Ada Lovelace

By: Peggy Nelson
December 10, 2010

ADA LOVELACE (Augusta Ada King, Countess of Lovelace, 1815-52) was the only legitimate child of the most famous, and famously decadent, man of his age: Romantic poet George Gordon, Lord Byron. Her mother, concerned to nip any inherited madness or badness in the bud, immersed young Ada in mathematics and science, which were considered not dangerous to know. But Lovelace, Charles Babbage’s “Enchantress of Numbers,” used their power to create a technology much more disruptive than Romantic poetry had ever dreamt of being. Working with Babbage on his Difference Engine, Lovelace wrote what would have been the world’s first computer program, had Babbage ever managed to build the world’s first computer. (Later tests verified that her logic was correct.) Meanwhile, she applied her algorithms to other complex systems, such as horse racing. Sadly that application contained more bugs than features, and she managed to gamble away most of her fortune. She died young, but her perspective anticipated how we think, work, and communicate — and increasingly, how we define ourselves.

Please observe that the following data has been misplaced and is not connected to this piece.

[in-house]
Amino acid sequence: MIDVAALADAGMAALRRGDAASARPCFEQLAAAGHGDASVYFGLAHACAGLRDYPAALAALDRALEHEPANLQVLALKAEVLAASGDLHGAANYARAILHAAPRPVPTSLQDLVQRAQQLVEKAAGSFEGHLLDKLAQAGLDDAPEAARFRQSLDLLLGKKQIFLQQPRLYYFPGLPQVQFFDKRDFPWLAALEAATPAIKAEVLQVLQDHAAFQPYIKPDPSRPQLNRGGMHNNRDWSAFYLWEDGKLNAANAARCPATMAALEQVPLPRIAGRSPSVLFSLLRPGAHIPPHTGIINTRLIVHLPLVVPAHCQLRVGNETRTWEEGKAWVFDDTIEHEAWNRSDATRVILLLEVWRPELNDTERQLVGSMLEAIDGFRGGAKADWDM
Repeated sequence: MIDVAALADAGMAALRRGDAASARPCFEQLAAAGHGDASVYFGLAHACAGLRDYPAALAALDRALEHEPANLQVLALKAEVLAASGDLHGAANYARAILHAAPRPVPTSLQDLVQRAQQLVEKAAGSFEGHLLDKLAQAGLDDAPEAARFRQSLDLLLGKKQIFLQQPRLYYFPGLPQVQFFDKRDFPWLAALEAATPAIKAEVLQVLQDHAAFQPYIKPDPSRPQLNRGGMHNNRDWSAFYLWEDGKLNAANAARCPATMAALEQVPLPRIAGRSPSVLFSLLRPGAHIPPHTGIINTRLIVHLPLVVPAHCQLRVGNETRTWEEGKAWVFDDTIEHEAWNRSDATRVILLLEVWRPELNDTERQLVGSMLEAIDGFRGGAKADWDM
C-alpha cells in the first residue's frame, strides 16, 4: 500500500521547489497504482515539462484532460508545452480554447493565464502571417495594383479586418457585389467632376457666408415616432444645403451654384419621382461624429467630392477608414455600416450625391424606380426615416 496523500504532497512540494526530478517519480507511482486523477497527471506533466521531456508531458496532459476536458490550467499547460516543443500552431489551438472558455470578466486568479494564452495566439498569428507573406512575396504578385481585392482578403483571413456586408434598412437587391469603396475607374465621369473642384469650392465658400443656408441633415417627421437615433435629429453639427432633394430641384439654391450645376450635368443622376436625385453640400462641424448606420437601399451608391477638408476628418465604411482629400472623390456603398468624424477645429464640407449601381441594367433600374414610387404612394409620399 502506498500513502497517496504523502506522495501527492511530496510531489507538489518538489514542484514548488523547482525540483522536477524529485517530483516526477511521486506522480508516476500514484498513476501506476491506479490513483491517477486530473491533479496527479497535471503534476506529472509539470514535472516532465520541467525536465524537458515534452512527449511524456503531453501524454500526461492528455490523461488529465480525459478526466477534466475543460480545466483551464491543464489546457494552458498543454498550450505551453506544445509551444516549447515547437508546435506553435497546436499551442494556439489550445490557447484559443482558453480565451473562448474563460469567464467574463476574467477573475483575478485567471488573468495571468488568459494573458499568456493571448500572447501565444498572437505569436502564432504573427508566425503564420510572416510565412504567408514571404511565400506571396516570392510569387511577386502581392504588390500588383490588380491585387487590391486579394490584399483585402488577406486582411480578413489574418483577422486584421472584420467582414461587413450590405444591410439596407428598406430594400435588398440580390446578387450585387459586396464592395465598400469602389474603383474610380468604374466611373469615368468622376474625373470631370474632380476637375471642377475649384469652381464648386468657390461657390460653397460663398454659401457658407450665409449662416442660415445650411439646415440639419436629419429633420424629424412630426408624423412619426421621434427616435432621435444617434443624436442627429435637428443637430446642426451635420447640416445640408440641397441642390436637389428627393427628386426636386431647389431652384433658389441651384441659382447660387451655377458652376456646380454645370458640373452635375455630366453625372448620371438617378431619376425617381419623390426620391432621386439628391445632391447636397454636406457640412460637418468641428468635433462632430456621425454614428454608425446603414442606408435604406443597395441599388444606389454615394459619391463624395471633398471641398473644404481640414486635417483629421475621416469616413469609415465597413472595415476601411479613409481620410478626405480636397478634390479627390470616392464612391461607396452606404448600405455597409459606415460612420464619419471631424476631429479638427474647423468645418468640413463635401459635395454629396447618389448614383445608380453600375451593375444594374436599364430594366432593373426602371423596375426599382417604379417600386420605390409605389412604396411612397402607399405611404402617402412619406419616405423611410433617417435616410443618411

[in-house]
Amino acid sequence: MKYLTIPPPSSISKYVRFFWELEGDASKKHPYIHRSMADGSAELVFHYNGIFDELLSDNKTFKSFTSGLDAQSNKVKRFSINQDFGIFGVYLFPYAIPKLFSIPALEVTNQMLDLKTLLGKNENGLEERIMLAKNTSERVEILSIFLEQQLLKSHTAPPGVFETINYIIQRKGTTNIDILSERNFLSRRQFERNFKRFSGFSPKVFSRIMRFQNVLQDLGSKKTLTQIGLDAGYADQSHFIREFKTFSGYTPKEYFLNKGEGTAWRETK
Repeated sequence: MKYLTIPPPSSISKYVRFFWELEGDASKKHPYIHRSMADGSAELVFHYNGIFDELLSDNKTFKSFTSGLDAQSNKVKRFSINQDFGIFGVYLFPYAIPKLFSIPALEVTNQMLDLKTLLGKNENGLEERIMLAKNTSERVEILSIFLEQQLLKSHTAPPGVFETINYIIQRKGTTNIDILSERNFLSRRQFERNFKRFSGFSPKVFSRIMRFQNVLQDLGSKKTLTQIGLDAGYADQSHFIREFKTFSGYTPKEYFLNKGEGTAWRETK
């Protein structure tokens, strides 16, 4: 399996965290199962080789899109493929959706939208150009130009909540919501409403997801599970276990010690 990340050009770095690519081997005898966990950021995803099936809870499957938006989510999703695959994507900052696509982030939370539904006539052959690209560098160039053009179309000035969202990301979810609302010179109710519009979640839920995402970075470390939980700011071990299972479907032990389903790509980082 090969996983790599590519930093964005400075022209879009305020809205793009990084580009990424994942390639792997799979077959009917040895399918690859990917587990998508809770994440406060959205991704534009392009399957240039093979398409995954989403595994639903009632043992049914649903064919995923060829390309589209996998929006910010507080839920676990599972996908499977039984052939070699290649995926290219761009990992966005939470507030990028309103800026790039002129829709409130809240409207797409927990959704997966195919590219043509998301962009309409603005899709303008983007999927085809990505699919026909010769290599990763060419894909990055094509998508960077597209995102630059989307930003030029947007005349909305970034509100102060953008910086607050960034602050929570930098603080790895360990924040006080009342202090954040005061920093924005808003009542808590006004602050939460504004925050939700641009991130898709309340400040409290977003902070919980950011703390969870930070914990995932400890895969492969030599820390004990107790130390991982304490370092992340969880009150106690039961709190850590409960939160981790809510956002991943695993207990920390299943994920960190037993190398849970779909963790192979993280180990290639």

On his or her birthday, HiLobrow irregularly pays tribute to one of our high-, low-, no-, or hilobrow heroes. Also born this date: J Mascis.

READ MORE about men and women born on the cusp between the Autotelic (1805-14) and Retrogressivist (1815-24) generations.

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